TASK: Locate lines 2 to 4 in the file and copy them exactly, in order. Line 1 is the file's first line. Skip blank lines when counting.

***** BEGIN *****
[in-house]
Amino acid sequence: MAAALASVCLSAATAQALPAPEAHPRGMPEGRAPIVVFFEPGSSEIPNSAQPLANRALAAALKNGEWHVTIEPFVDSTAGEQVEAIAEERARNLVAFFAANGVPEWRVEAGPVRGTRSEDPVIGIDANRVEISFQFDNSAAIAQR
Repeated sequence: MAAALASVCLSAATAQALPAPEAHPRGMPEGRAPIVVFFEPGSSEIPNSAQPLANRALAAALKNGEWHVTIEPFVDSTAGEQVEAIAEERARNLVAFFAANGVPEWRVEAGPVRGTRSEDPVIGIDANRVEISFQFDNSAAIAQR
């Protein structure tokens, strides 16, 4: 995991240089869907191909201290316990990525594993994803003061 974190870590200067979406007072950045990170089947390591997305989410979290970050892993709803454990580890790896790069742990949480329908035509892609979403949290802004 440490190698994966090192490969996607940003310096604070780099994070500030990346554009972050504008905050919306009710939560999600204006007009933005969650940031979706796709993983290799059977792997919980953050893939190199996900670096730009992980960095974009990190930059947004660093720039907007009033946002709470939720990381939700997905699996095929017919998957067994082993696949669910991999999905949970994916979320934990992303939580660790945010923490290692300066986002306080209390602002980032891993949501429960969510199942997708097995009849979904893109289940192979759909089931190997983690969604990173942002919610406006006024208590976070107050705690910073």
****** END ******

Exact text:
Amino acid sequence: MAAALASVCLSAATAQALPAPEAHPRGMPEGRAPIVVFFEPGSSEIPNSAQPLANRALAAALKNGEWHVTIEPFVDSTAGEQVEAIAEERARNLVAFFAANGVPEWRVEAGPVRGTRSEDPVIGIDANRVEISFQFDNSAAIAQR
Repeated sequence: MAAALASVCLSAATAQALPAPEAHPRGMPEGRAPIVVFFEPGSSEIPNSAQPLANRALAAALKNGEWHVTIEPFVDSTAGEQVEAIAEERARNLVAFFAANGVPEWRVEAGPVRGTRSEDPVIGIDANRVEISFQFDNSAAIAQR
């Protein structure tokens, strides 16, 4: 995991240089869907191909201290316990990525594993994803003061 974190870590200067979406007072950045990170089947390591997305989410979290970050892993709803454990580890790896790069742990949480329908035509892609979403949290802004 440490190698994966090192490969996607940003310096604070780099994070500030990346554009972050504008905050919306009710939560999600204006007009933005969650940031979706796709993983290799059977792997919980953050893939190199996900670096730009992980960095974009990190930059947004660093720039907007009033946002709470939720990381939700997905699996095929017919998957067994082993696949669910991999999905949970994916979320934990992303939580660790945010923490290692300066986002306080209390602002980032891993949501429960969510199942997708097995009849979904893109289940192979759909089931190997983690969604990173942002919610406006006024208590976070107050705690910073």